The piece is in five movements lasting about 45 minutes. A goodly number of strings (I judge by the number of double basses: there were four) and a string quartet. I didn’t particularly notice the quartet in physical layout or in the music (other than a key cello part at the start of the fifth movement). I notice the program says the quartet included Max McBride on bass. I didn’t see Max but he may have been there. Bass would make it an unusual string quartet and no parallel to Kronos. The musicians performed in silhouette with candles, and I was down the back and had eyes closed most of the time. You couldn’t listen to this concert with your eyes. The music was often contemplative with long notes on deep bass and cellos. There was a hint of leavening at times, with simple and pleasant major lines, but they inevitably fell to a flattened note at the end for minor key sadness. Each hopeful line cut off after the shortest of possibilities. Brooding music, telling of people who know their losses and are pained by them. Not a music of ignorance, but of occasional hope being promptly and reliably trampled and low volumes speaking of self-preservation in a hostile environment. But it was surprisingly not music of resignation, more of the recognition of horror and of survival. Both profound and memorable.

    Coincidence. I was listening to Radio National as I arrived at the National Museum. An Iraqi was comparing Iraq to Poland, saying they had similar, tragic experiences due to their geography, both being located between power blocks where armies pass through. I’m an unrestrained rationalist, but I admit to the unnerving coincidence.

    Gorecki’s …songs are sung… was performed by the Canberra Camerata with the NZ String Quartet.

    17 May 2010

    Out of the woodwork

    I’m constantly amazed how musicians keep coming out of the woodwork – good ones; capable ones. Yesterday I heard Linda Tinney’s band, Blue in Red, at the Yacht Club. Linda and husband Graeme have been in Beijing for the last few years, but before they left, they were one of the first reported bands on CJ, and I used a pic of their band, Zip, as the header for the site. So Linda has a place in CJ’s history, and I was interested in hearing her again. But Linda’s accompaniment were all new to these pages.

    Linda was up front on vocals and piano. It’s a blues-infested gig that this band plays, although with some jazz training and sensibilities. Linda carries the show off with lively good will and an easy interaction with the audience. It’s a great skill, and makes for good entertainment. The tunes were well chosen and diverse, too. Famed ballads for the mellow times, like The nearness of your and Time after time, lively swing standards like My baby just cares for me and I got rhythm, soul and R&B including the Aretha Franklin’s spine-tingling People get ready, some funky earthy New Orleans grooves, and a few originals. Linda’s lively but also committed in voice: closed eyes, plaintive high notes, well formed phrasing, emotive dynamics. She’s similarly rollicking and solid at the keyboard, although there was a more subdued touch in the ballads. But overall, this is the blues, and there’s emotion a plenty on show. I loved it and I was not alone.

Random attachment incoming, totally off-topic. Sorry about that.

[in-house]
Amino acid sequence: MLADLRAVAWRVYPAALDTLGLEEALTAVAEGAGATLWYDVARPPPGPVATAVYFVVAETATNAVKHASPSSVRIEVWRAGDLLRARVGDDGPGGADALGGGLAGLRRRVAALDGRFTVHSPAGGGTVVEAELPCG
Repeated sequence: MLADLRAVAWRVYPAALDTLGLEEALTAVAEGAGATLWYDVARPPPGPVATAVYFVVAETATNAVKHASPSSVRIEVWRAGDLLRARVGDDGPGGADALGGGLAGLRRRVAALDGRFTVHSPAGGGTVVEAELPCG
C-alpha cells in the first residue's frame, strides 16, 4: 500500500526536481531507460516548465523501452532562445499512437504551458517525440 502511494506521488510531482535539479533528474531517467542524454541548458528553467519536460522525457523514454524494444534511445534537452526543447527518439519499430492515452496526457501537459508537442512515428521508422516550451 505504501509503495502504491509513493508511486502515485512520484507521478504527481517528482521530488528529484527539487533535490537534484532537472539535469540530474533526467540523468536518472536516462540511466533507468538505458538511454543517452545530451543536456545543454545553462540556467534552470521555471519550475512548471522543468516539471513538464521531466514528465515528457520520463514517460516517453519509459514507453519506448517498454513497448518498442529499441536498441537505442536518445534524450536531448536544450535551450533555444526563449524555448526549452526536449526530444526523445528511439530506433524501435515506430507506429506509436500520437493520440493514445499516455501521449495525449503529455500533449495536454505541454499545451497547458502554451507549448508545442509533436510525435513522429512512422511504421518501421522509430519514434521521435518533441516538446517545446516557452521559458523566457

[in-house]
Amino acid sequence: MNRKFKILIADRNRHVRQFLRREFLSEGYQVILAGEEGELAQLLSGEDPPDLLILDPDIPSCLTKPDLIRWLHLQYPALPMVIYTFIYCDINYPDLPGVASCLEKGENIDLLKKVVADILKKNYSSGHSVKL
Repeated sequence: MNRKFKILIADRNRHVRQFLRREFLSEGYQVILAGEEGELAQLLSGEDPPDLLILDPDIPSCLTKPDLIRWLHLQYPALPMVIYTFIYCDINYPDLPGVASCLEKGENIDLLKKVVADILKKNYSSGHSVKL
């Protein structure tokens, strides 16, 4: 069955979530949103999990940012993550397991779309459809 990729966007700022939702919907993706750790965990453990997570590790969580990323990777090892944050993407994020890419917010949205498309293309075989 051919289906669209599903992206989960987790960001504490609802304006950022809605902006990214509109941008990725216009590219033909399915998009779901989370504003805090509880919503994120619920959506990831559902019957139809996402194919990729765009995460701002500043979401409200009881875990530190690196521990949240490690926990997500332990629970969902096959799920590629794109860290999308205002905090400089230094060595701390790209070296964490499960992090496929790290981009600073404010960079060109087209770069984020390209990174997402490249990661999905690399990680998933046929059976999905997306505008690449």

Graeme usually plays bass, but had done himself some minor injury so Jared was in his place on double (from Melbourne luthier, Ross Anderson) and electric basses. He’s currently at the Jazz School and has some previous classical background, so he had chops aplenty for some nice fills. He also played a mammoth e-bass solo that was nicely done, although perhaps a bit challenging for the blues format. I enjoyed Jon Jones’ drumming. It just sat so nicely with easy temperament: nothing fancy, but spot on. I’m sure I’ve seen him with playing with Annie’s Armadillos, but he’s not alone there. And nice to see the old Ludwig label. Ringo played Ludwig and it was a big name in the past; not so common now. Another new name for me was Demetri Neidorf. He played a range of saxes - soprano, alto, tenor - and I hear tell he can put his chops to a range of other instruments, too. His playing was subtle and effective, soloing easily and very capably, dropping little fillers at apt times, even swapping saxes for effect at different times during a tune. I read this as very mature performance, restrained and nicely in place. Dimitri plays in Word made flesh, a band I must catch for a report sometime.

    Blue in Red was infectious with life and vigour and musical competence; not formal or intellectualised, but great entertainment and a pleasure to spend an afternoon with. On the day, Blue in Red was Linda Tinney (vocals, piano) with Jared Plane (bass), Jon Jones (drums) and Demetri Neidorf (saxes).

    Under the House

    Text by Daniel Wild; Pic by Sisiely Wong

    Nestled in the bowels of the Opera House is The Studio, the perfect venue for variety show Late Night Lounge. Comedy, cabaret, death defying stunts, magic and good wine is the order of the night. Eclectic music accompanies many of the performances – folkish music, tongue in cheek rock and modern lieder with a gothic twist keeps the audience challenged and smiling. Intriguing for music lovers is the House Band – read whoever’s in town. Tonight we were treated to jazz musicians Matt McMahon, Jonathan Zwartz, Carl Dewhurst and drummer Evan Mannell. I wasn’t expecting to see so many top-flight musicians earning their crust in such a variegated fashion. Mannell certainly had the best view for a number of notorious acts – he kept the beat while stockinged buttock cheeks flapped in his peripheral vision during a voluptuous rendition of Turn Back Time. His concentration and courage should not go unrecognised.